Windows are not cheap. But investing in a good window system throughout your house is worth the initial investment and here is why. You will never change your windows. You just won’t. Unless you are replacing old rotting ones or adding new windows in a remodeled portion of your house, windows go in once and that’s that. You don’t want to pick shitty windows just to save money now. Do it right the first time. With the more stringent Title 24 codes, getting our windows to meet the new guidelines proved to be a time-eating and costly challenge for us.
We are going with Kolbe. Though because this is a place where I need to be honest, I recently read about a class action lawsuit which was filed in 2014 concerning Kolbe systems leaking, rotting and having mold issues… So darn it, we will have to do some reconnaissance, research and revisit this whole thing again… Ghaaaa… But for now, since we are still in the pricing stage, Kolbe windows and doors are our top choice until proven otherwise. They provide the thin profile, modern look, the proper hardware, and the (now possibly perceived) quality we are looking for with their warranty program. I realize I must take my own advice. There is no use putting in shitty windows that are going to cause us headaches a few years in, especially with the constant salt air we live in. In Kolbe’s defense, it has been recorded that they won the lawsuit… But I’m still going to do more research and possibly look at some houses in the area with the same window system we are looking at.
Anyway, we have LOTS of windows in the new house design. So many in fact that I had to remove a few floor to ceiling units and a skylight just to make our Title 24 calculations work. Obviously not my favorite compromise, but such is life. We are also working with the direct dealer through my husband’s business. Windows are usually sold through a third party. Therefore, they get marked up twice. Sometimes three times before they get to the jobsite. Not with Kolbe. They sell direct from the actual window manufacturer to one certified dealer which equals only one mark up. So do your homework and get cozy with your contractor. I’m married to mine so we are real cozy. HA! Make sure he/she is talking to your architect/designer about the specific look you are ultimately getting and exactly what you are paying for.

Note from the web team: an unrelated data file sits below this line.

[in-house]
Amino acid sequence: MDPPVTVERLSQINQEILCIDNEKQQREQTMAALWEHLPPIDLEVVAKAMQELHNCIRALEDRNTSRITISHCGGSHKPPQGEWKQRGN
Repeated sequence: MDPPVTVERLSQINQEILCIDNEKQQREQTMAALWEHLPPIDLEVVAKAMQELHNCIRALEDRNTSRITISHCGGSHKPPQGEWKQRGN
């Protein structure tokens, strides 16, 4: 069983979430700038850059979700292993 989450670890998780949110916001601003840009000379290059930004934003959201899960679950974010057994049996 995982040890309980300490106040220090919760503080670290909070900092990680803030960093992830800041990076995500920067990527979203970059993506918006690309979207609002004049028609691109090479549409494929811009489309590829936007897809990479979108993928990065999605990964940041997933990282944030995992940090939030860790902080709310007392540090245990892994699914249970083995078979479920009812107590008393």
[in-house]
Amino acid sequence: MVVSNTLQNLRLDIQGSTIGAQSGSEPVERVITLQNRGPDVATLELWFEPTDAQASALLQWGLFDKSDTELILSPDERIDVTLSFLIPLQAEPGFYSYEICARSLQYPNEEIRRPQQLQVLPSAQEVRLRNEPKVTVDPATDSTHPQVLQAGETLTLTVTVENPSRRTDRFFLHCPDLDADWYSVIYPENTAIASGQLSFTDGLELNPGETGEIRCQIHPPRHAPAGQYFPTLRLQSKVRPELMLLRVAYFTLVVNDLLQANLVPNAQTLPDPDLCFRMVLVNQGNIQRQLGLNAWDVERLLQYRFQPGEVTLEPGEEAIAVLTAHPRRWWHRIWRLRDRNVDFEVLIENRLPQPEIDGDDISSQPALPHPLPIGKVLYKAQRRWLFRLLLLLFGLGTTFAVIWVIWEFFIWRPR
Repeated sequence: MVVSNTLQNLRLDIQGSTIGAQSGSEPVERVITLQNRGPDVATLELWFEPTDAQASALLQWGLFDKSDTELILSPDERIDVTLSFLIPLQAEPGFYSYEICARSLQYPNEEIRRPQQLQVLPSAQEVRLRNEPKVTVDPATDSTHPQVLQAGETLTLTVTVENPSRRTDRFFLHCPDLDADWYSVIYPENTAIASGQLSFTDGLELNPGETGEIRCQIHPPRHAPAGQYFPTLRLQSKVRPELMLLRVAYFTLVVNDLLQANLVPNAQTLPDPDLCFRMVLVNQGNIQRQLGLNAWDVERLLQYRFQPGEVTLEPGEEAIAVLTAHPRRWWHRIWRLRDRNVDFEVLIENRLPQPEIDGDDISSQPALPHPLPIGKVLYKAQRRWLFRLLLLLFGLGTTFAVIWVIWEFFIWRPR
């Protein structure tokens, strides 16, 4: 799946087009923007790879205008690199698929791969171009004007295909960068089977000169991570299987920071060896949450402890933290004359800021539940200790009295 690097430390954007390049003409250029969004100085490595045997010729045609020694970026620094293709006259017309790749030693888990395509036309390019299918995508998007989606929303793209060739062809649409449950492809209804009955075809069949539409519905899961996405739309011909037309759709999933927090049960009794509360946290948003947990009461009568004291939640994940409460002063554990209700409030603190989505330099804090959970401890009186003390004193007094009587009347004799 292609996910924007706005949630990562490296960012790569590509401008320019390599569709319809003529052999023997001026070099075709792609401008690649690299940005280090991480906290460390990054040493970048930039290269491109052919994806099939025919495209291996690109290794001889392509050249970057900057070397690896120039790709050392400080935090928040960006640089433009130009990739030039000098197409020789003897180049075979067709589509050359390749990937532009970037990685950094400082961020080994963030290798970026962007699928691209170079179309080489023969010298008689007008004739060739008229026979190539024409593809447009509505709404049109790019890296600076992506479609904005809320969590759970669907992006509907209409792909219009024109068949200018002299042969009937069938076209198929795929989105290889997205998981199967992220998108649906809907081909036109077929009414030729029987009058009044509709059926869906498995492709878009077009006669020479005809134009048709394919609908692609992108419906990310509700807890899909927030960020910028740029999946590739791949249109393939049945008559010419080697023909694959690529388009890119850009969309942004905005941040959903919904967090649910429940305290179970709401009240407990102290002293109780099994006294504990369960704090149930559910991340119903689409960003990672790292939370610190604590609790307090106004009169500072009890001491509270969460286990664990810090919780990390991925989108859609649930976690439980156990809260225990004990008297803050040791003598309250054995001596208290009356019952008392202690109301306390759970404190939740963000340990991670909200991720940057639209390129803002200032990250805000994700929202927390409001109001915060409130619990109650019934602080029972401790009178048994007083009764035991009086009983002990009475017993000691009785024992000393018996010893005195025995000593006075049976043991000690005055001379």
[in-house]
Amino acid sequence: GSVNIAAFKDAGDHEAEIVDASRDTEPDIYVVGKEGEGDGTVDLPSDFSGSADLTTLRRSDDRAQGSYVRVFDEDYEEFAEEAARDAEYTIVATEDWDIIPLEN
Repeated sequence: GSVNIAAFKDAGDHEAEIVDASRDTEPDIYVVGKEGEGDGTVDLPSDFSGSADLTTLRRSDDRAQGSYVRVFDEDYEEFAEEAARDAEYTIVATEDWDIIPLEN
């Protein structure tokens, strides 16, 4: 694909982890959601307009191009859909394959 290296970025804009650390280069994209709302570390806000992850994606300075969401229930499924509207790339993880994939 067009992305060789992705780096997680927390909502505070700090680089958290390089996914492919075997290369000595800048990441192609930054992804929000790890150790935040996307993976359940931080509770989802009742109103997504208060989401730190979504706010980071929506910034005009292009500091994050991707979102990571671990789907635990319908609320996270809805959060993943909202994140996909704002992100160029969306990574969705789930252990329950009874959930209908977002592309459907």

- How do your windows operate? Awning, Casement, etc. It’s worth examining the hardware of all of your operable windows and glass doors.
- Look into using stock sizes. Windows are typically made to order, per project, but there are standard sizes. If your architect/designer can keep as many of them as stock sizes it may save you production time and money down the line.
- Timing. When ordering windows and doors, sign off as early in the building process as possible. The lead time on window systems is considerable. Sometimes up to 10 weeks! You don’t want to be waiting for those units to arrive and stalling the building process.
- Kolbe also does door systems as do many other window manufacturers, but I think there is nothing wrong with mixing and matching brands to get the seamless final look you want.
- Keep in mind that windows do require maintenance. Monthly cleaning of large expanses of glass and regular checking on hardware is necessary.
They say the “eyes are the windows to your soul.” Well, I think that windows are the eyes to your home’s soul. Natural light wherever you can get it will make interior spaces light up with warmth and nothing beats streams of natural glow. Don’t forget that!
Happy Window Shopping! And in my case, happy frickin’ repricing with an alternate backup system in case we decide to go another route. I really hate going back to the drawing board…